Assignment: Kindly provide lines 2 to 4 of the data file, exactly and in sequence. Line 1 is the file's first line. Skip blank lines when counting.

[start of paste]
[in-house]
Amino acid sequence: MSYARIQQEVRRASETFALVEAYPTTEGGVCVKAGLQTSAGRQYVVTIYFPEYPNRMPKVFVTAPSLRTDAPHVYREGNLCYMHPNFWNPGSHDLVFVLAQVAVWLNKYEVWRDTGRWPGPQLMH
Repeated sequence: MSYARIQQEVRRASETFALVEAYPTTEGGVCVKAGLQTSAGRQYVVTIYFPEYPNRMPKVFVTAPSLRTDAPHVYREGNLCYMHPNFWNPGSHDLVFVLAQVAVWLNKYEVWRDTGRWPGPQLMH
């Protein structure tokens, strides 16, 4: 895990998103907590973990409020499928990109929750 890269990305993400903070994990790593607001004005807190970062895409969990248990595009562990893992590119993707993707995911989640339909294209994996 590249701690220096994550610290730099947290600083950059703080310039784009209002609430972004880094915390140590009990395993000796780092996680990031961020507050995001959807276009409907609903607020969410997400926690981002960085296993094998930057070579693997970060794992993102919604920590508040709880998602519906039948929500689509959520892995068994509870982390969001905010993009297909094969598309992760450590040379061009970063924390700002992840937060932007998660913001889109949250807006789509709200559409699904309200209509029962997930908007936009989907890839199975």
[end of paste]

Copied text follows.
Amino acid sequence: MSYARIQQEVRRASETFALVEAYPTTEGGVCVKAGLQTSAGRQYVVTIYFPEYPNRMPKVFVTAPSLRTDAPHVYREGNLCYMHPNFWNPGSHDLVFVLAQVAVWLNKYEVWRDTGRWPGPQLMH
Repeated sequence: MSYARIQQEVRRASETFALVEAYPTTEGGVCVKAGLQTSAGRQYVVTIYFPEYPNRMPKVFVTAPSLRTDAPHVYREGNLCYMHPNFWNPGSHDLVFVLAQVAVWLNKYEVWRDTGRWPGPQLMH
């Protein structure tokens, strides 16, 4: 895990998103907590973990409020499928990109929750 890269990305993400903070994990790593607001004005807190970062895409969990248990595009562990893992590119993707993707995911989640339909294209994996 590249701690220096994550610290730099947290600083950059703080310039784009209002609430972004880094915390140590009990395993000796780092996680990031961020507050995001959807276009409907609903607020969410997400926690981002960085296993094998930057070579693997970060794992993102919604920590508040709880998602519906039948929500689509959520892995068994509870982390969001905010993009297909094969598309992760450590040379061009970063924390700002992840937060932007998660913001889109949250807006789509709200559409699904309200209509029962997930908007936009989907890839199975």